As with combat all along the Western Front, this activity was not without its dangers.  By 4 July, the battalion had lost five men killed and eighteen wounded, mainly as a result of shell fire.  It was relieved the next day and moved to nearby Steenwerck in order to recuperate and prepare for an upcoming attack at Pozières.  After moving around the Armentières area for a while, Bert and the others moved back towards the Somme, arriving at Pozières on 26 July, three days after the first attack there, taking up position in the reserve trenches.


The attack by 1 Australian Division at Pozières was designed to capture the village (long since obliterated) and an important ridge that would provide access to a plateau leading to the town of Bapaume – the ultimate target of the Battle of the Somme.  The village was captured quite quickly, and then the men successfully resisted a series of devastating counter-attacks.  However, the human cost on both sides was very high.


A souvenir of the Somme, 1916  (Courtesy of Maree Comb)


2 Australian Division, of which 23 Battalion was part, relieved 1 Division and went into attack just after midnight on 29 July, following what Les Carlyon describes as a ‘soft’ artillery barrage.  The Germans were waiting and bombarded them with shrapnel shells and mortars.  In attempting to cover 600 yards to the first German trenches, many of the men became lost in the dark.  Others did make the trenches, fighting their way over uncut barbed wire, but were quickly thrown out. The attack failed.  By the end of July, when 23 Battalion withdrew from the front line, its numbers were down from 1004 men on 26 July to 687.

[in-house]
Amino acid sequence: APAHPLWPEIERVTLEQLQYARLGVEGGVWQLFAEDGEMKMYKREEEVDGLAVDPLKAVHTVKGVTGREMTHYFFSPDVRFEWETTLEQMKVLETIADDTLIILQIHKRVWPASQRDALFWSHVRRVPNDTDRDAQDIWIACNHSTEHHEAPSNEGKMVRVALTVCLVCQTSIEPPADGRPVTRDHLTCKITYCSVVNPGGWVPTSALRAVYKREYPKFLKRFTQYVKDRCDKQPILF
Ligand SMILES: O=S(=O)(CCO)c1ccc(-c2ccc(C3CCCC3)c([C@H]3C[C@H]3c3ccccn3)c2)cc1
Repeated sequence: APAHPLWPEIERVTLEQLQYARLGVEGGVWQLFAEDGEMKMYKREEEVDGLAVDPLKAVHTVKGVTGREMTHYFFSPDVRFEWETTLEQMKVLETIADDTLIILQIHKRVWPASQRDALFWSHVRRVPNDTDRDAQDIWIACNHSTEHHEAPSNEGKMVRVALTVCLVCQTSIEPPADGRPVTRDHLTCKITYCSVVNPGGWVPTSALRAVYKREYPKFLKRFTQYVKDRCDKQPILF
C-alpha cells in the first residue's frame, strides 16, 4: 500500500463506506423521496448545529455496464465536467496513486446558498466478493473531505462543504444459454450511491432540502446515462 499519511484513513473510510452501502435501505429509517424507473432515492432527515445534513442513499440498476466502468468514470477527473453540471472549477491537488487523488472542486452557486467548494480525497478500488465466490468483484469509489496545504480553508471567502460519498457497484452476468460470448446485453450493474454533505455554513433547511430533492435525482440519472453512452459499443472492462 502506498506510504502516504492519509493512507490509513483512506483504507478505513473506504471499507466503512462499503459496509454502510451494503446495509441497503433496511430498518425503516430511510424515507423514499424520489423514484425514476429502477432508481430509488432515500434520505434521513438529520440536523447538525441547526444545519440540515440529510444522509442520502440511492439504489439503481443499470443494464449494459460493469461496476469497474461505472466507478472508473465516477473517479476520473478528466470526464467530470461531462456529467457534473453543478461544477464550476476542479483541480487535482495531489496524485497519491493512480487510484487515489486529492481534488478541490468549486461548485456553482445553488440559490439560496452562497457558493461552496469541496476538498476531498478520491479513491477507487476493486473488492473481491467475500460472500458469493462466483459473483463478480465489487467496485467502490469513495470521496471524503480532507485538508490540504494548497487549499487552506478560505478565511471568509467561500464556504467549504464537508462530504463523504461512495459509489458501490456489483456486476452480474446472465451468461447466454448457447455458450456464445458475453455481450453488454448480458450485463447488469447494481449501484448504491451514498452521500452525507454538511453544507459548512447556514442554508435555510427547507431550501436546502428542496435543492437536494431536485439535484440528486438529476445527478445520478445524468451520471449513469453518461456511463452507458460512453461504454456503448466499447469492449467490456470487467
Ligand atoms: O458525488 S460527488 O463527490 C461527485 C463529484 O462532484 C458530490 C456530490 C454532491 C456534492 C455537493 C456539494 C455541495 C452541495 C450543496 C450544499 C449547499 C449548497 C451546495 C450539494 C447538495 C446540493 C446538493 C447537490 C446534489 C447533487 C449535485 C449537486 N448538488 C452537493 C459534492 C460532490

The relief was brief, however.  On 2 August, a second assault resulted in the capture of some positions beyond the village.  Again, the Germans counter-attacked, causing myriad casualties.  By the time the battalion was relieved on 6 August and went into reserve at Warloy, it had lost 339 men.


By the end of July, Pozières had become yet another war of attrition, with attacks and counter-attacks on both sides.  After a final attempt on 7 August, the Germans gave up the idea of recapturing the village.


Pozières, showing the Australian trenches of July 1916 (AWM E00012)



British commander-in-chief Sir Douglas Haig then decided to extend control of the ridge by capturing the German strongpoint at nearby Mouquet Farm.  On 8 August, the first of what would total nine separate attacks took place.  It failed.  By 22 August, when 23 Battalion re-entered the front line, several successive failures had occurred.


The Mouquet Farm battlefield, October 1916   (AWM H15927)